Dogisbadob
Dogisbadob
3 months ago

I wish Nio or some other Chinese company would start selling cheap new cars here already. Fuck the gougers that raised prices enough to make room for China. It’s their fault. The Chinese will do ANYTHING they have to, and they’re not afraid of stupid shit like tariffs. They can undercut ANYBODY.

Delorean859
Delorean859
3 months ago

My family currently has three and used to have four Camrys. I joke that we have an Enterprise rental car lot since the 03, 05, and 07 are gloss black while the 02 was brown.

Roster:
2002 (sister) : Bought at 155k miles, given away at 231k after she bought an Impreza
2003 (me) : Bought for my dad at 47k miles, given to me at 180k and currently has 192k
2005 (Mom) : Bought showroom new December 2004, has 301k miles
2007 (Dad) : Bought used at 98k miles, took $3500 in work after purchase to be reliable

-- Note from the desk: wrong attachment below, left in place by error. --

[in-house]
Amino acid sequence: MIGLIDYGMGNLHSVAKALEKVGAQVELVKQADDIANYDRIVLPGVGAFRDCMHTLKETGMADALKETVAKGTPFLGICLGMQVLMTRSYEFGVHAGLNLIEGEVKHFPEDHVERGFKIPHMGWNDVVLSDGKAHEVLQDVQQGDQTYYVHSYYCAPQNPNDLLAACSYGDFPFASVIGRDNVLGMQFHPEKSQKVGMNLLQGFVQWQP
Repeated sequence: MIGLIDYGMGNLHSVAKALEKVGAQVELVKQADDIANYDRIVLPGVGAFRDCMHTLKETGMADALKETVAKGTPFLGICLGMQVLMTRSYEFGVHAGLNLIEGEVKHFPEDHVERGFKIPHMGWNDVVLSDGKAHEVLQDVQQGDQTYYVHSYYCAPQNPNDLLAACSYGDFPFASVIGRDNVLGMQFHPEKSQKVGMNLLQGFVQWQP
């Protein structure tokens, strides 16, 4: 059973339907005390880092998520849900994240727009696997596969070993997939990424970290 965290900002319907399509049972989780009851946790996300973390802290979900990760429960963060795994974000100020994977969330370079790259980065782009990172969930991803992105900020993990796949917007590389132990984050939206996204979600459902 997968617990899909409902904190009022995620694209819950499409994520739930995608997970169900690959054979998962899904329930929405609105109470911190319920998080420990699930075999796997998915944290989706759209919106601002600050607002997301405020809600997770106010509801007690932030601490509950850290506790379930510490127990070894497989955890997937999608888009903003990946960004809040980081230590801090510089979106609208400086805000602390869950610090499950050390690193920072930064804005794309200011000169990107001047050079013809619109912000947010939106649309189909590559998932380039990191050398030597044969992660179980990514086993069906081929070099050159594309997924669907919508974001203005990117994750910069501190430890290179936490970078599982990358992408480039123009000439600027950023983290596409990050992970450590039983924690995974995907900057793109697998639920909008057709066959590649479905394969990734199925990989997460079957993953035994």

Currently the 2007 lacks ‘the dent’, but the others have damage on the corners for various reasons (’02 and ’03 have corner scratches, ’05 has the full dent).

A story is that I got pulled over for speeding and was let off with a warning, with the provision I not imitate an officer again (for perspective, the car is black w/o hubcaps and I was wearing a blue t-shirt). I hope the officer was joking because that was really stupid if not.

A more boring one is the rear left turn signal for the ’03 failed while on vacation, meaning hand signals were used driving home. The next day, I went to check the bulbs only for the signal to start working again. It still has the same bulbs 3 years later.